More discussion will follow later today.

Update: more details in followup post.

Update: The post you are reading here was the initial one published immediately after I learned the governor vetoed the bill. Later on Sunday a wrote a longer post which provided far more background. For some reason, the majority of traffic coming into this blog is going to this short post. To provide more value to those arrive in this page, I will copy the additional info on the longer post here. Hope this info is helpful.

Followup to this post, which was previously published here. Additional info is the text of the governor’s veto message, background on the veto override protocol, and my assessment whether the bill is totally, completely dead or not:

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More details on Food for the Poor’s settlement with Michigan Attorney General

October 11, 2019, 9:01 am

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Previous discussion on 10/4/18 provided details on a settlement between Food for the Poor and the Michigan Attorney General.

Prior post provided explanation of the FFP appeal claiming 95% efficiency, the cost of 6 cents to provide a meal, and joint cost allocation of speakers who go out to raise funds.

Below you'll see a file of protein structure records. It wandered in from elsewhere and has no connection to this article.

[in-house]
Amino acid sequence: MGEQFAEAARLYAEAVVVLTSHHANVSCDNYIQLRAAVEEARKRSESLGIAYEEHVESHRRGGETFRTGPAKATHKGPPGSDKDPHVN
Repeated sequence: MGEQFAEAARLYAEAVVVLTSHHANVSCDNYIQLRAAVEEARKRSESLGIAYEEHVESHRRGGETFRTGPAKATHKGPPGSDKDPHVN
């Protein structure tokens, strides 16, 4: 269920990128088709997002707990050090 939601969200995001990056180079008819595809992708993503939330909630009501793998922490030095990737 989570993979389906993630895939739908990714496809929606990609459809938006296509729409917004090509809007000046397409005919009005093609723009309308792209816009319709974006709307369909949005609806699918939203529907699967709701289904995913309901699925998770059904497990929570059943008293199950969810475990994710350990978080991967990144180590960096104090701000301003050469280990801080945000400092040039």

I have obtained and read a copy of the settlement agreement with the AG.  There are a few more details that are worth describing.

Penalties

The settlement agreement was effective 9/27/18. It was announced the next day.

FFP denies their appeals were misleading and denies any violation of state law. They also deny doing anything wrong.  The charity does recognize

“…that modifying its solicitations would better emphasize its impact, as well as achieve greater transparency. Food For The Poor worked with the Department to modify its solicitation materials and resolve the Department’s concerns.”

FFP agreed to pay $250,000 to two charities in Michigan which feed poor people. The charity also agreed to pay the AG $50,000 as reimbursement for their litigation costs.

Issues and resolutions

Efficiency claims